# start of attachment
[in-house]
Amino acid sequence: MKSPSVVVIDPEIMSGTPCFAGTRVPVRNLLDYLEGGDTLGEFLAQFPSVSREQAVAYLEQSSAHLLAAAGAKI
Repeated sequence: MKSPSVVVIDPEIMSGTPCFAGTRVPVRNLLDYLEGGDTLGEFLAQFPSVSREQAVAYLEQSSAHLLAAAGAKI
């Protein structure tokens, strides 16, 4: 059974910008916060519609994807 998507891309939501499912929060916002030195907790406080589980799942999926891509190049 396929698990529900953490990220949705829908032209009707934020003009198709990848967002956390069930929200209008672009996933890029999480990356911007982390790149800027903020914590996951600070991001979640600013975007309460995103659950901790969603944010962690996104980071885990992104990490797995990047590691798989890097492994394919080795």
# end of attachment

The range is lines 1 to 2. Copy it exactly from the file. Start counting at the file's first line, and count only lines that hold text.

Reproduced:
[in-house]
Amino acid sequence: MKSPSVVVIDPEIMSGTPCFAGTRVPVRNLLDYLEGGDTLGEFLAQFPSVSREQAVAYLEQSSAHLLAAAGAKI